Uber Beefs Up Its Background Checking System

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Uber said today that it has expanded its system for conducting background checks on the drivers in its on-demand ride service network.

In a post published this afternoon on the company’s official blog, Uber said it will now perform federal and county background checks on all new drivers in all American markets. The company will also run federal and county checks on all its existing rideshare partners who have not already cleared them.

These new checks will be performed in addition to the background check system that Uber has used in the past. Up until now, Uber has relied on the background checks already performed by state and local authorities as part of the commercial licensing required for Uber’s black car, taxi and SUV services. Drivers on the ridesharing Uberx service have been screened by Hirease, a third party background check service that uses something called the “Multi-State Criminal Database.”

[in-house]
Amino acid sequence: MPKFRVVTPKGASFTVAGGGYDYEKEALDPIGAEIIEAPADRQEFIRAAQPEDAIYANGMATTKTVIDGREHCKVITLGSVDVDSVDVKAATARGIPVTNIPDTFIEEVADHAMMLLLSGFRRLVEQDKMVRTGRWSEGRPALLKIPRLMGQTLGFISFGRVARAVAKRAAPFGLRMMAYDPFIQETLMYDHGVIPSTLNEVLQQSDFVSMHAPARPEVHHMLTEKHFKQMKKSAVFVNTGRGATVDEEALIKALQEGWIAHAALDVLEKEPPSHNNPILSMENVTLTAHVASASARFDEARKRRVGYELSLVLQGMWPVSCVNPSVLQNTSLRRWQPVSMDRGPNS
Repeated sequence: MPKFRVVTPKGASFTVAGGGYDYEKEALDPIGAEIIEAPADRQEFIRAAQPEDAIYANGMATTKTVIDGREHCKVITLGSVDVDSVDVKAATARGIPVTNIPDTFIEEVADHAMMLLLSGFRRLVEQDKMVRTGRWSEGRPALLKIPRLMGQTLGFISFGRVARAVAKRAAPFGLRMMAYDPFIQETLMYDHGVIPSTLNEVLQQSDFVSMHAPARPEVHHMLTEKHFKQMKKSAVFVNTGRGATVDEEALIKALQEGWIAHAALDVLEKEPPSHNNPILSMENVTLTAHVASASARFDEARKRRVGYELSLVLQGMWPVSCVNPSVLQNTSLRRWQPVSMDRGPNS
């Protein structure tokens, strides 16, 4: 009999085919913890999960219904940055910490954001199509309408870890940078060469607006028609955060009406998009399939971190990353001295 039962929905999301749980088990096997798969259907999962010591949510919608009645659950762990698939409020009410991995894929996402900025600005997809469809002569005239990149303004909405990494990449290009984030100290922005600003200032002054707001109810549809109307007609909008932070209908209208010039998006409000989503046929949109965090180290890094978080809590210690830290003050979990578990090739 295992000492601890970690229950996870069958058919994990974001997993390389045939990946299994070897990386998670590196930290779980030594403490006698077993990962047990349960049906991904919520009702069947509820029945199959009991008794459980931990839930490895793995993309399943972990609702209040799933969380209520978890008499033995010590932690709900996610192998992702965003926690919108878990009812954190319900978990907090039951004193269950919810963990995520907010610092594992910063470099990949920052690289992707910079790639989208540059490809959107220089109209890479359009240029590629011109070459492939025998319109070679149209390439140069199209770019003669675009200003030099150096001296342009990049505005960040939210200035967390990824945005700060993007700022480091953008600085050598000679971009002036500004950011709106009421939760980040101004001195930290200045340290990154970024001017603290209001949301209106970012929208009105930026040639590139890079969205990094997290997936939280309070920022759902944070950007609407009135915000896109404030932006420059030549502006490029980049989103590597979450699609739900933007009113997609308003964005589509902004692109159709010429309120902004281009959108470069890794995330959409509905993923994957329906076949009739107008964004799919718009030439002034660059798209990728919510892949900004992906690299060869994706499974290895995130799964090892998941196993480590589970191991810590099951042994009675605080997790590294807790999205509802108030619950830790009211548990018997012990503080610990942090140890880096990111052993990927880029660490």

The changes are key, because Uber’s existing system relying on the Multi-State Criminal Database has not been foolproof. Last month, Pando.com reported that an UberX driver in San Francisco who had allegedly physically and verbally assaulted a customer had passed Uber’s background check system, despite having a criminal record that includes felony and misdemeanor charges and prison time.

In its blog post today, Uber explained the flaws in relying solely on the Multi-State Criminal Database thusly:

“While many counties regularly provide their records to state authorities (who in turn make them available to the Multi-State Criminal Database), some counties do not participate in this reporting the way we and our users expect they should. Similarly, a check relying on the Multi-State Criminal Database may miss records that only exist in the federal database. In our experience, records appearing in one database but not showing up in another is a rare occurrence, but we consider this situation unacceptable all the same.”

Uber has raised $307 million in funding, including a whopping $258 million Series C round led by Google Ventures, since it was founded back in 2009. With this kind of big money comes big responsibility, so it is important to see Uber iterate on its safety processes.